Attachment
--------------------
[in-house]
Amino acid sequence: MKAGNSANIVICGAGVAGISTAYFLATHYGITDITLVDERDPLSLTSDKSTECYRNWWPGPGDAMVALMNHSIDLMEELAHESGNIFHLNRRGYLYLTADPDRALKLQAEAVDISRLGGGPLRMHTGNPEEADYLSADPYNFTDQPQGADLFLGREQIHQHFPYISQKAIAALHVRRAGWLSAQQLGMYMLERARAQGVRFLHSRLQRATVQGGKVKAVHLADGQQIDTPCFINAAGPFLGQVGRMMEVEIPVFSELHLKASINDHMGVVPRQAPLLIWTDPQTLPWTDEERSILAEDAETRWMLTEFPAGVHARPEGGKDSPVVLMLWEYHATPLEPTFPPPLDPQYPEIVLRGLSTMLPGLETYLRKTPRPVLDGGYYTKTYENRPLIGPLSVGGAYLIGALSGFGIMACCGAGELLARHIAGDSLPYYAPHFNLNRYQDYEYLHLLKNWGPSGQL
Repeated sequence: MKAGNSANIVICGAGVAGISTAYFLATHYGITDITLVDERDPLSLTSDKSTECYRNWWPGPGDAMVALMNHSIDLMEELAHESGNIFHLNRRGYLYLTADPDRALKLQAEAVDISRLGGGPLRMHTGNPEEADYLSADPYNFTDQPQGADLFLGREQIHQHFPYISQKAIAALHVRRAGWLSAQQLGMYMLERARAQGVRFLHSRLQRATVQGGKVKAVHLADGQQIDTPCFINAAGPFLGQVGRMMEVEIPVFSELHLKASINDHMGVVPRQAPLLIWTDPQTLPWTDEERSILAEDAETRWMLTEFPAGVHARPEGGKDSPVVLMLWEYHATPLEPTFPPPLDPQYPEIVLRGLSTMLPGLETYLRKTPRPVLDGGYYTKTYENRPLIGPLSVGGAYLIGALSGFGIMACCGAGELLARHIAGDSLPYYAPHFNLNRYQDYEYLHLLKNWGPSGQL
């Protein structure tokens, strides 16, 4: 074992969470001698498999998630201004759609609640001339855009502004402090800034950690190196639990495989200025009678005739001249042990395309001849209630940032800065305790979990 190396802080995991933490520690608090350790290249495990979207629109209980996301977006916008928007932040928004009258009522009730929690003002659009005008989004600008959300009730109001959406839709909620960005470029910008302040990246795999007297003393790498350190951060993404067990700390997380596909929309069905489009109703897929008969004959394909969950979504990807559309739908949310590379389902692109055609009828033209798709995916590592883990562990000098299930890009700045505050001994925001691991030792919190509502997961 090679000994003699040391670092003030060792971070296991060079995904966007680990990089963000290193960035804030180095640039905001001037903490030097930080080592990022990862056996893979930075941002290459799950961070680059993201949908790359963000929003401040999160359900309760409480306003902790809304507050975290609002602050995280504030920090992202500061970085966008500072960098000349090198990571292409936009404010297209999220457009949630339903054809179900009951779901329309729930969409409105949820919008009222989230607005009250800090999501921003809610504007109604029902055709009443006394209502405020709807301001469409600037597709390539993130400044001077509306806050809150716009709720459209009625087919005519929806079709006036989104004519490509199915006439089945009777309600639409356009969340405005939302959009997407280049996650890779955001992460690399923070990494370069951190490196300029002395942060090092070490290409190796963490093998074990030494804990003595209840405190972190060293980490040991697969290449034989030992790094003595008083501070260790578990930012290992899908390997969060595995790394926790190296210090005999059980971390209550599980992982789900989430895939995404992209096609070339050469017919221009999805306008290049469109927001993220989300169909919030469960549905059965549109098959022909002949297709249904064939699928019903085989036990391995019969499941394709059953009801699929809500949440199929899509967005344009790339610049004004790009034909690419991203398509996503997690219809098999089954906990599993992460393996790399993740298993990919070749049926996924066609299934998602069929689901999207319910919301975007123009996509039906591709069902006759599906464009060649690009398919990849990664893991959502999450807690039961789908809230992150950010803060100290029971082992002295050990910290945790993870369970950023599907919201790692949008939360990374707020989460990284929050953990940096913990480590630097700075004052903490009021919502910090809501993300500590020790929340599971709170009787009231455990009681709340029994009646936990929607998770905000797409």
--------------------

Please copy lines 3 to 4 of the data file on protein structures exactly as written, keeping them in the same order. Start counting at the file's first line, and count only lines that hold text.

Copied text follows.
Repeated sequence: MKAGNSANIVICGAGVAGISTAYFLATHYGITDITLVDERDPLSLTSDKSTECYRNWWPGPGDAMVALMNHSIDLMEELAHESGNIFHLNRRGYLYLTADPDRALKLQAEAVDISRLGGGPLRMHTGNPEEADYLSADPYNFTDQPQGADLFLGREQIHQHFPYISQKAIAALHVRRAGWLSAQQLGMYMLERARAQGVRFLHSRLQRATVQGGKVKAVHLADGQQIDTPCFINAAGPFLGQVGRMMEVEIPVFSELHLKASINDHMGVVPRQAPLLIWTDPQTLPWTDEERSILAEDAETRWMLTEFPAGVHARPEGGKDSPVVLMLWEYHATPLEPTFPPPLDPQYPEIVLRGLSTMLPGLETYLRKTPRPVLDGGYYTKTYENRPLIGPLSVGGAYLIGALSGFGIMACCGAGELLARHIAGDSLPYYAPHFNLNRYQDYEYLHLLKNWGPSGQL
């Protein structure tokens, strides 16, 4: 074992969470001698498999998630201004759609609640001339855009502004402090800034950690190196639990495989200025009678005739001249042990395309001849209630940032800065305790979990 190396802080995991933490520690608090350790290249495990979207629109209980996301977006916008928007932040928004009258009522009730929690003002659009005008989004600008959300009730109001959406839709909620960005470029910008302040990246795999007297003393790498350190951060993404067990700390997380596909929309069905489009109703897929008969004959394909969950979504990807559309739908949310590379389902692109055609009828033209798709995916590592883990562990000098299930890009700045505050001994925001691991030792919190509502997961 090679000994003699040391670092003030060792971070296991060079995904966007680990990089963000290193960035804030180095640039905001001037903490030097930080080592990022990862056996893979930075941002290459799950961070680059993201949908790359963000929003401040999160359900309760409480306003902790809304507050975290609002602050995280504030920090992202500061970085966008500072960098000349090198990571292409936009404010297209999220457009949630339903054809179900009951779901329309729930969409409105949820919008009222989230607005009250800090999501921003809610504007109604029902055709009443006394209502405020709807301001469409600037597709390539993130400044001077509306806050809150716009709720459209009625087919005519929806079709006036989104004519490509199915006439089945009777309600639409356009969340405005939302959009997407280049996650890779955001992460690399923070990494370069951190490196300029002395942060090092070490290409190796963490093998074990030494804990003595209840405190972190060293980490040991697969290449034989030992790094003595008083501070260790578990930012290992899908390997969060595995790394926790190296210090005999059980971390209550599980992982789900989430895939995404992209096609070339050469017919221009999805306008290049469109927001993220989300169909919030469960549905059965549109098959022909002949297709249904064939699928019903085989036990391995019969499941394709059953009801699929809500949440199929899509967005344009790339610049004004790009034909690419991203398509996503997690219809098999089954906990599993992460393996790399993740298993990919070749049926996924066609299934998602069929689901999207319910919301975007123009996509039906591709069902006759599906464009060649690009398919990849990664893991959502999450807690039961789908809230992150950010803060100290029971082992002295050990910290945790993870369970950023599907919201790692949008939360990374707020989460990284929050953990940096913990480590630097700075004052903490009021919502910090809501993300500590020790929340599971709170009787009231455990009681709340029994009646936990929607998770905000797409």